To be honest, I had deep resistance. I had spent most of Sabrina’s life not only protecting her from others, but protecting others from HER. Making sure that Sabrina didn’t snatch their food, that she didn’t take her pants down in front of them (mortifying, right?), that she was engaging enough to be interesting. I originally consciously became aware I was doing this right before I made the decision to fight for inclusion for Sabrina. I knew that protecting others from Sabrina wouldn’t allow them to truly know her and accept her. But yet I found myself doing it again—it’s still a very difficult habit to break. What if they came over and she did X, Y, or Z? What if, what if? But the fact was, that these children were around Sabrina all day at school, without me there protecting them or her. And they liked her for HER. And so I took the plunge and invited a couple of classmates over after school.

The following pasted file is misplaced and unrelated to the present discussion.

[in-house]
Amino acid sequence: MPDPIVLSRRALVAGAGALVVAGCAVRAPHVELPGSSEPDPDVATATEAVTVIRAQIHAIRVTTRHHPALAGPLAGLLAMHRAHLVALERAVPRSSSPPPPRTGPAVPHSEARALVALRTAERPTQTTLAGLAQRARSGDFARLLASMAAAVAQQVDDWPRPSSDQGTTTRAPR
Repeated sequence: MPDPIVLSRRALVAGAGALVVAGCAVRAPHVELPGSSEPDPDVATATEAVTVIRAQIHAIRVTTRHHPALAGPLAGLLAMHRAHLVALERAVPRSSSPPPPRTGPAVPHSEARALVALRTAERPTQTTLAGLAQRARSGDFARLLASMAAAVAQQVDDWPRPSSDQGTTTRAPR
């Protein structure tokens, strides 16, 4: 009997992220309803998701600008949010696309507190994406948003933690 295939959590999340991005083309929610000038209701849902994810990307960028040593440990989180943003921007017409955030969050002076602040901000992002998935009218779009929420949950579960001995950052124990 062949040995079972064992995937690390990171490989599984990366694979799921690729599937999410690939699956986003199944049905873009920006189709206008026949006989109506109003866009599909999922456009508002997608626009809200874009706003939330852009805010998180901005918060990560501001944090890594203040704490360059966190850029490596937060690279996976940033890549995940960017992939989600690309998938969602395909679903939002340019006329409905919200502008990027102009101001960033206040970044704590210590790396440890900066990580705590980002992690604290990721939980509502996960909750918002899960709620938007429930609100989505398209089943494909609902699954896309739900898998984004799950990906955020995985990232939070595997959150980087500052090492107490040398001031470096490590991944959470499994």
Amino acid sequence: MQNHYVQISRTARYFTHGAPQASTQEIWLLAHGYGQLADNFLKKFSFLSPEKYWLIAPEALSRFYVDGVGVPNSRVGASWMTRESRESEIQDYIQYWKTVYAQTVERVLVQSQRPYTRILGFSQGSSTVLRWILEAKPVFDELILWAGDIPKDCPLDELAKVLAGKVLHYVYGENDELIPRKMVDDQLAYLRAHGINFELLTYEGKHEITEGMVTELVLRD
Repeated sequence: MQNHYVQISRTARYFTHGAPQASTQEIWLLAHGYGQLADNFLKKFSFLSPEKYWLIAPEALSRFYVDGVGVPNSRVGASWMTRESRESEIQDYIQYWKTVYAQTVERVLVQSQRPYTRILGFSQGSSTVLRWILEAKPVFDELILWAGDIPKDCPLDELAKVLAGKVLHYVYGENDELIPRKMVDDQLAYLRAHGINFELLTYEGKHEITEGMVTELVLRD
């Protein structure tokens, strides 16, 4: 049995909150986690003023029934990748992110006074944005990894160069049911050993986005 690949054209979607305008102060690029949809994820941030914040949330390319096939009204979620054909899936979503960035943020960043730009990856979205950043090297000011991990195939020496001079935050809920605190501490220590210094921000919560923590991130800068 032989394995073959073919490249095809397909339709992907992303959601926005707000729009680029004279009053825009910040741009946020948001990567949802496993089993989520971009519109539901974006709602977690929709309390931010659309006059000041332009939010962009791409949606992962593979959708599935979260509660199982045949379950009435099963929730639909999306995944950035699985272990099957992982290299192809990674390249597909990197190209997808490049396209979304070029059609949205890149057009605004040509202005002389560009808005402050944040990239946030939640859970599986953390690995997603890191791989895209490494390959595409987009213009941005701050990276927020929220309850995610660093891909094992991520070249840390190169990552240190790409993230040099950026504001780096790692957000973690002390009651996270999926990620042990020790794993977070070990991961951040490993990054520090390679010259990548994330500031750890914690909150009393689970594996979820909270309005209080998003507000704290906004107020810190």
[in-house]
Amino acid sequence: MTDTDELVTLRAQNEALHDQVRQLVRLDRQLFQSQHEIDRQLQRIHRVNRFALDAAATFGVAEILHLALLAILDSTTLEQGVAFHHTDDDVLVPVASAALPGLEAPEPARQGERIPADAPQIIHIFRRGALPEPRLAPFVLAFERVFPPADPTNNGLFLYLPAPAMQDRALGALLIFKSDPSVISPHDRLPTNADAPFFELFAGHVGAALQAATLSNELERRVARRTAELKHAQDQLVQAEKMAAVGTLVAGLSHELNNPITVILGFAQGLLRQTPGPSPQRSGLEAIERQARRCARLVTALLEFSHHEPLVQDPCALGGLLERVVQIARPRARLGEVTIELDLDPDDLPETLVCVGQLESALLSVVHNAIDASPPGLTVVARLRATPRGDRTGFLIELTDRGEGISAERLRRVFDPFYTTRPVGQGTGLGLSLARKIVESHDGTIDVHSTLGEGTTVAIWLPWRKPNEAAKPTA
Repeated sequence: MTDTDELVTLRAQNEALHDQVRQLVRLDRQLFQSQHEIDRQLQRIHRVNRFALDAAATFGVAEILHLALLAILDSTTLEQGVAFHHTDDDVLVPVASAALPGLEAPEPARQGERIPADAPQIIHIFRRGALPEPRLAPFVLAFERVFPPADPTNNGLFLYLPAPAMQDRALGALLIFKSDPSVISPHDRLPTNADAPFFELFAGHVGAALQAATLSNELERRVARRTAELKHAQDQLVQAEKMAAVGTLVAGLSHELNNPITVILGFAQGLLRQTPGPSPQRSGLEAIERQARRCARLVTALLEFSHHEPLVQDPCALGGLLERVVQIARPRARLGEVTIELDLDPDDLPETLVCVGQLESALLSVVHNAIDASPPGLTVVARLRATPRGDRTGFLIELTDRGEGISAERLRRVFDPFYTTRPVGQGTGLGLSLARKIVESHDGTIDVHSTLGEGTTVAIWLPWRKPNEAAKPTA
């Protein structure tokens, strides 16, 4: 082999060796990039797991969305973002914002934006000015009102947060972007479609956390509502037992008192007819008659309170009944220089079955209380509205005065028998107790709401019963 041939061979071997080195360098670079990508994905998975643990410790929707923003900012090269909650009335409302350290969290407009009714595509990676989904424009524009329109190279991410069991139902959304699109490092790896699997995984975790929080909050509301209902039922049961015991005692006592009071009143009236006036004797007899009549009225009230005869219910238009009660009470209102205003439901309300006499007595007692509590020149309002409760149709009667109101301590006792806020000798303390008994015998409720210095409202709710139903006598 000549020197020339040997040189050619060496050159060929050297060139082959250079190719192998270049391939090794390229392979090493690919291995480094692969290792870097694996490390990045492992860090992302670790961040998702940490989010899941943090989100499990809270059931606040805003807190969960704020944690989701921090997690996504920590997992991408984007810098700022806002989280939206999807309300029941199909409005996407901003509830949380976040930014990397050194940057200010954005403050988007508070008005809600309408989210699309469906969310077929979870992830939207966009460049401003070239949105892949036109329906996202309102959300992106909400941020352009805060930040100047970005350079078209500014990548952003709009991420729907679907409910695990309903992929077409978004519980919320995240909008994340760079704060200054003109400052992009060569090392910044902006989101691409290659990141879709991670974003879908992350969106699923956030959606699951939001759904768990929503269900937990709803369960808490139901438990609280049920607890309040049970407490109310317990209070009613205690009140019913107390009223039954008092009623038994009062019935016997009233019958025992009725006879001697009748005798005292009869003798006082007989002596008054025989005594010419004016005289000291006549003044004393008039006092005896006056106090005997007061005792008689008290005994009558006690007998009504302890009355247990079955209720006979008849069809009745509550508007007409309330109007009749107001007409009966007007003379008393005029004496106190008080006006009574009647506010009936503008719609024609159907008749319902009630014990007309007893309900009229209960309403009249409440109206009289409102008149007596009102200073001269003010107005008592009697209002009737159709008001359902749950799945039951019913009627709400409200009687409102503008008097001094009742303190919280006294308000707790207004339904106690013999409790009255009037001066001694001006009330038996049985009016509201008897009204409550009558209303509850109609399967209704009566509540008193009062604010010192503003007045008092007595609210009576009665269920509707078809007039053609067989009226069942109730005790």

It was FUN. At first I found myself hovering a bit, but after that I let them play. Both of those kids know Sabrina’s quirks. Nothing was a surprise. They bounced, they danced, they played with musical instruments. Neither child wanted to leave when their parents came to pick them up. Since then we’ve had a few more playdates (one with 9 kids…and a water gun fight—yikes!), and we’re planning a lot more in the summer.